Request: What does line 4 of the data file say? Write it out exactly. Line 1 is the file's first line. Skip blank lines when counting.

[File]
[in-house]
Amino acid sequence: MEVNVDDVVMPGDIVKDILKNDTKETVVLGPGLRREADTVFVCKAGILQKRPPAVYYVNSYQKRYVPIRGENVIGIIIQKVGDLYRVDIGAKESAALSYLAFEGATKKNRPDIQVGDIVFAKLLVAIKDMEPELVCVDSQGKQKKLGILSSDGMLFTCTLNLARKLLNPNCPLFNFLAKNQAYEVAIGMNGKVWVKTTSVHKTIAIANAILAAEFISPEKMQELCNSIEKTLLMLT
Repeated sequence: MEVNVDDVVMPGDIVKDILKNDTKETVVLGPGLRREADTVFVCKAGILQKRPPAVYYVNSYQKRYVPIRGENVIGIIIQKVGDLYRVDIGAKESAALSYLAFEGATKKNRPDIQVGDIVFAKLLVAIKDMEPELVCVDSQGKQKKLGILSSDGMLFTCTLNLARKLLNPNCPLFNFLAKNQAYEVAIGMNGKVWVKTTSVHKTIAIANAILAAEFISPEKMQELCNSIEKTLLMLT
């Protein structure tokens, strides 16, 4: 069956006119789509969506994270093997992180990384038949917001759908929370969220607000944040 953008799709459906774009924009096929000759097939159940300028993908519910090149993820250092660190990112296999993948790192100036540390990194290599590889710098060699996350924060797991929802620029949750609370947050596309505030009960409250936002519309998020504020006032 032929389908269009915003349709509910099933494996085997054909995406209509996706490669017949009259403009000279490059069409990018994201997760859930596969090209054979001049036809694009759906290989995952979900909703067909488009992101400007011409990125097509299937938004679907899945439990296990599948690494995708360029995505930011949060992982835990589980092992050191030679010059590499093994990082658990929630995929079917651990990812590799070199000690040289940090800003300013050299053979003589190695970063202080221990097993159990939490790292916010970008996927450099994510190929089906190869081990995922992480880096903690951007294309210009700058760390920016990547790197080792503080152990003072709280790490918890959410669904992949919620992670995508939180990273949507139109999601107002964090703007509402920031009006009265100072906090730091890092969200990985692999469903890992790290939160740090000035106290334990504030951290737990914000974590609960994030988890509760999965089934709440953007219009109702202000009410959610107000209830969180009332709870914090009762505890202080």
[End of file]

């Protein structure tokens, strides 16, 4: 069956006119789509969506994270093997992180990384038949917001759908929370969220607000944040 953008799709459906774009924009096929000759097939159940300028993908519910090149993820250092660190990112296999993948790192100036540390990194290599590889710098060699996350924060797991929802620029949750609370947050596309505030009960409250936002519309998020504020006032 032929389908269009915003349709509910099933494996085997054909995406209509996706490669017949009259403009000279490059069409990018994201997760859930596969090209054979001049036809694009759906290989995952979900909703067909488009992101400007011409990125097509299937938004679907899945439990296990599948690494995708360029995505930011949060992982835990589980092992050191030679010059590499093994990082658990929630995929079917651990990812590799070199000690040289940090800003300013050299053979003589190695970063202080221990097993159990939490790292916010970008996927450099994510190929089906190869081990995922992480880096903690951007294309210009700058760390920016990547790197080792503080152990003072709280790490918890959410669904992949919620992670995508939180990273949507139109999601107002964090703007509402920031009006009265100072906090730091890092969200990985692999469903890992790290939160740090000035106290334990504030951290737990914000974590609960994030988890509760999965089934709440953007219009109702202000009410959610107000209830969180009332709870914090009762505890202080």